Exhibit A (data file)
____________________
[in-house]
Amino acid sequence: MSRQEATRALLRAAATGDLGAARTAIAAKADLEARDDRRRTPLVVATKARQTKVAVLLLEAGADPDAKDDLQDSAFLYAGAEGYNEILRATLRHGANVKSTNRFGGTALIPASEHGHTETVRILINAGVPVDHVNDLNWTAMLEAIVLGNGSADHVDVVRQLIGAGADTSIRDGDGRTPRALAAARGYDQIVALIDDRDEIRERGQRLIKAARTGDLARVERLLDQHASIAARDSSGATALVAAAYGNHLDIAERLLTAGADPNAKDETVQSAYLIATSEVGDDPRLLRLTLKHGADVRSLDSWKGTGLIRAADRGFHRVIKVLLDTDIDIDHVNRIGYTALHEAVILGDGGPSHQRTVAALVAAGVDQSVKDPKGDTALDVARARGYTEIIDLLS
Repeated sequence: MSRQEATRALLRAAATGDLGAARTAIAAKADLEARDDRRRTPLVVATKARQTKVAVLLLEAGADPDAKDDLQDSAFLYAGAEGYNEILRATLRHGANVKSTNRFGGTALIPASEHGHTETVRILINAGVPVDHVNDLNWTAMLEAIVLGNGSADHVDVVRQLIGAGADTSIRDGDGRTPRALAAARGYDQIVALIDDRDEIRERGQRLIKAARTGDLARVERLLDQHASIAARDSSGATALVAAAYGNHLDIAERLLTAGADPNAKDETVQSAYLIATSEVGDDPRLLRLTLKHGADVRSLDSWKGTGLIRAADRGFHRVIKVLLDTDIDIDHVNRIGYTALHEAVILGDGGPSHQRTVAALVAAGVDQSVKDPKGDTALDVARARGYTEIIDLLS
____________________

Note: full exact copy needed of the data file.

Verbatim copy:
[in-house]
Amino acid sequence: MSRQEATRALLRAAATGDLGAARTAIAAKADLEARDDRRRTPLVVATKARQTKVAVLLLEAGADPDAKDDLQDSAFLYAGAEGYNEILRATLRHGANVKSTNRFGGTALIPASEHGHTETVRILINAGVPVDHVNDLNWTAMLEAIVLGNGSADHVDVVRQLIGAGADTSIRDGDGRTPRALAAARGYDQIVALIDDRDEIRERGQRLIKAARTGDLARVERLLDQHASIAARDSSGATALVAAAYGNHLDIAERLLTAGADPNAKDETVQSAYLIATSEVGDDPRLLRLTLKHGADVRSLDSWKGTGLIRAADRGFHRVIKVLLDTDIDIDHVNRIGYTALHEAVILGDGGPSHQRTVAALVAAGVDQSVKDPKGDTALDVARARGYTEIIDLLS
Repeated sequence: MSRQEATRALLRAAATGDLGAARTAIAAKADLEARDDRRRTPLVVATKARQTKVAVLLLEAGADPDAKDDLQDSAFLYAGAEGYNEILRATLRHGANVKSTNRFGGTALIPASEHGHTETVRILINAGVPVDHVNDLNWTAMLEAIVLGNGSADHVDVVRQLIGAGADTSIRDGDGRTPRALAAARGYDQIVALIDDRDEIRERGQRLIKAARTGDLARVERLLDQHASIAARDSSGATALVAAAYGNHLDIAERLLTAGADPNAKDETVQSAYLIATSEVGDDPRLLRLTLKHGADVRSLDSWKGTGLIRAADRGFHRVIKVLLDTDIDIDHVNRIGYTALHEAVILGDGGPSHQRTVAALVAAGVDQSVKDPKGDTALDVARARGYTEIIDLLS